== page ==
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In truth, I’ve pretty much stopped counting. Celebrating that date of one’s birth seems… arbitrary. If one had a big party on August 10th for fifty years and then discovered there had been a mix-up on the birth certificate and you were born on August 11th… what? See? Arbitrary. But a party is a party, if that’s your thing. I really don’t need much of an excuse to drink too many beers. But, like January 1, it’s a good benchmark. For some, a day to look back. Or ahead. But I’m doing less of that these days, so… let’s just say I’m happy to be here.
“Individual humans are merely temporary forms taken by the single, shifting web of life on earth. If humans are not really separate things, then their births and deaths are also not real, but simply one way of seeing the rhythms of life.” (Immortality by Stephen Cave) More excerpts »
And you can put those blunt-nosed scissors, the construction paper and that little jar of paste back in your desk. I took the liberty of making my own birthday card.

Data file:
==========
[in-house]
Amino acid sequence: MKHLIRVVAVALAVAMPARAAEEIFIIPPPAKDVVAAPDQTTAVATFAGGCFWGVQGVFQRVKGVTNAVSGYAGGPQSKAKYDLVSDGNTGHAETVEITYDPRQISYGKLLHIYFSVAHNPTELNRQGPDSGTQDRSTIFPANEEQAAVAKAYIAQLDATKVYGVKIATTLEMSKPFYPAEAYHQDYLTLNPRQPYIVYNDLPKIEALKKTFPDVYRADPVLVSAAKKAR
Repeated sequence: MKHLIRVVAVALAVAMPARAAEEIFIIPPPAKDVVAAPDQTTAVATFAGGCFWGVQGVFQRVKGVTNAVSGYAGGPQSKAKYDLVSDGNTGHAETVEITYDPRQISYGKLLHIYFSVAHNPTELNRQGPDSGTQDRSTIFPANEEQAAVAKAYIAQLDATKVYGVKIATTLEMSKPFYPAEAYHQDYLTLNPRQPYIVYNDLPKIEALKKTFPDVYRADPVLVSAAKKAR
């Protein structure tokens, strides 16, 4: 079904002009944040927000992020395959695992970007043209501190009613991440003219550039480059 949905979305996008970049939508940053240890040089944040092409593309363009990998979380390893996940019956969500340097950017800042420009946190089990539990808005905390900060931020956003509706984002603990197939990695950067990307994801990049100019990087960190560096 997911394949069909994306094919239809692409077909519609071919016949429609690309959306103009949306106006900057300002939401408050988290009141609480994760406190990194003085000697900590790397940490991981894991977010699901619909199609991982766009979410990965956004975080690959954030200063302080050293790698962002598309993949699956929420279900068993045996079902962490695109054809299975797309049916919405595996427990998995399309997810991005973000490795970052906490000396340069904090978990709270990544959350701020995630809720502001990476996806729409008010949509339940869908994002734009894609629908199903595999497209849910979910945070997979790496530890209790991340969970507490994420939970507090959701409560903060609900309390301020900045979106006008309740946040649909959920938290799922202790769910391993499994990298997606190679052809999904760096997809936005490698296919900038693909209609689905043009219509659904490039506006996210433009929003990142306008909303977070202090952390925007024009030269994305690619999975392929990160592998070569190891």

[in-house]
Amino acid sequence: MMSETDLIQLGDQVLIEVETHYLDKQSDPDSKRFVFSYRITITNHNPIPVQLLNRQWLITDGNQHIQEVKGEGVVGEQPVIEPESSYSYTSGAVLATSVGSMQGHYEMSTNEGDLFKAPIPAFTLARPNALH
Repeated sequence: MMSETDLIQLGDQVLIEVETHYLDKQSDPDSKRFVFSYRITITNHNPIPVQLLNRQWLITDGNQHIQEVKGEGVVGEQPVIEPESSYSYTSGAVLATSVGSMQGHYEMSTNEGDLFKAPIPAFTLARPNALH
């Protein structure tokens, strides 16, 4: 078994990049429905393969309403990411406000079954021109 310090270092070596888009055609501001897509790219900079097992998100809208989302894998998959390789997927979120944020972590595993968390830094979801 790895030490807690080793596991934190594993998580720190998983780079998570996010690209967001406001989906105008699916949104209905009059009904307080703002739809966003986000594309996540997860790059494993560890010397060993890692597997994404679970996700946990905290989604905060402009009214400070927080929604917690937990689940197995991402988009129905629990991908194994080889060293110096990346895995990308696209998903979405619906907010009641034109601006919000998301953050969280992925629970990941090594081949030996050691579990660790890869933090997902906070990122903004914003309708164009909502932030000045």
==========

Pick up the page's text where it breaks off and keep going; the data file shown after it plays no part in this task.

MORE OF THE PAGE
Technology provides the hash marks to our lives. When I was in the 4th grade (1957) we did the thing where fathers came to school to talk about their jobs. My mom worked just as hard as my pop but this was the 50s, so…
My old man brought a reel-to-reel tape recorder and everyone got to record — and listen to — themselves saying their name or something. Very cool. I’m guessing it was the first time many of my classmates had heard a recording of their voices.
VHS video recorder/players didn’t hit the consumer market until the early 70s. So when a teacher was too hung over or depressed to teach a class they rolled in the audio-video gear which, in my youth, was a film-strip projector. And I guess we thought that was cool technology.
How long before the hologram teacher instructs the class to strap on their VR goggles cause we’re touring the International Space Station this morning.